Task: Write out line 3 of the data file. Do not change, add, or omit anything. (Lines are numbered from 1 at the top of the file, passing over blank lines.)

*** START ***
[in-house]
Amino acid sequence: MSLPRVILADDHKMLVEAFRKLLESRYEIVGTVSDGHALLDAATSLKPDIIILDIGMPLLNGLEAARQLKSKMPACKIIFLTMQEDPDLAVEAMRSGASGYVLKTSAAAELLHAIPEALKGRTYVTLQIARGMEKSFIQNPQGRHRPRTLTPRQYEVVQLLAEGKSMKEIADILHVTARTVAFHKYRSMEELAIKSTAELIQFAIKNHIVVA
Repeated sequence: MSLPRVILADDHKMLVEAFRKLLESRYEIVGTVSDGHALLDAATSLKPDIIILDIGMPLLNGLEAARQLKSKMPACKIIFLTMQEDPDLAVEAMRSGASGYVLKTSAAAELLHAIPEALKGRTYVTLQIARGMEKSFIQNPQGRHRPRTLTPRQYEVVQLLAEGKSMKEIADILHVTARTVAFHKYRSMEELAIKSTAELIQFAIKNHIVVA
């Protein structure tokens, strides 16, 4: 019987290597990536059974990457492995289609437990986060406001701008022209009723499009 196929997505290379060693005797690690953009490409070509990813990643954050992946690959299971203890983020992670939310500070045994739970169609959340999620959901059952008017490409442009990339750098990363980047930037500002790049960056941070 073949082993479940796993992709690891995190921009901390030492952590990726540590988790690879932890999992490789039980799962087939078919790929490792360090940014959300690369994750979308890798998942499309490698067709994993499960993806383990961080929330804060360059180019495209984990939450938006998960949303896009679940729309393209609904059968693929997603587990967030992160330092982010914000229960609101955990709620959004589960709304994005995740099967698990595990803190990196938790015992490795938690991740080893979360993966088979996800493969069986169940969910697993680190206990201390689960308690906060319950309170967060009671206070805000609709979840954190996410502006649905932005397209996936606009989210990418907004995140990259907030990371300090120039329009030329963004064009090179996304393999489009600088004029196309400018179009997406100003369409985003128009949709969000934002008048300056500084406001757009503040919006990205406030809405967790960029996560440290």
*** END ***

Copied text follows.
Repeated sequence: MSLPRVILADDHKMLVEAFRKLLESRYEIVGTVSDGHALLDAATSLKPDIIILDIGMPLLNGLEAARQLKSKMPACKIIFLTMQEDPDLAVEAMRSGASGYVLKTSAAAELLHAIPEALKGRTYVTLQIARGMEKSFIQNPQGRHRPRTLTPRQYEVVQLLAEGKSMKEIADILHVTARTVAFHKYRSMEELAIKSTAELIQFAIKNHIVVA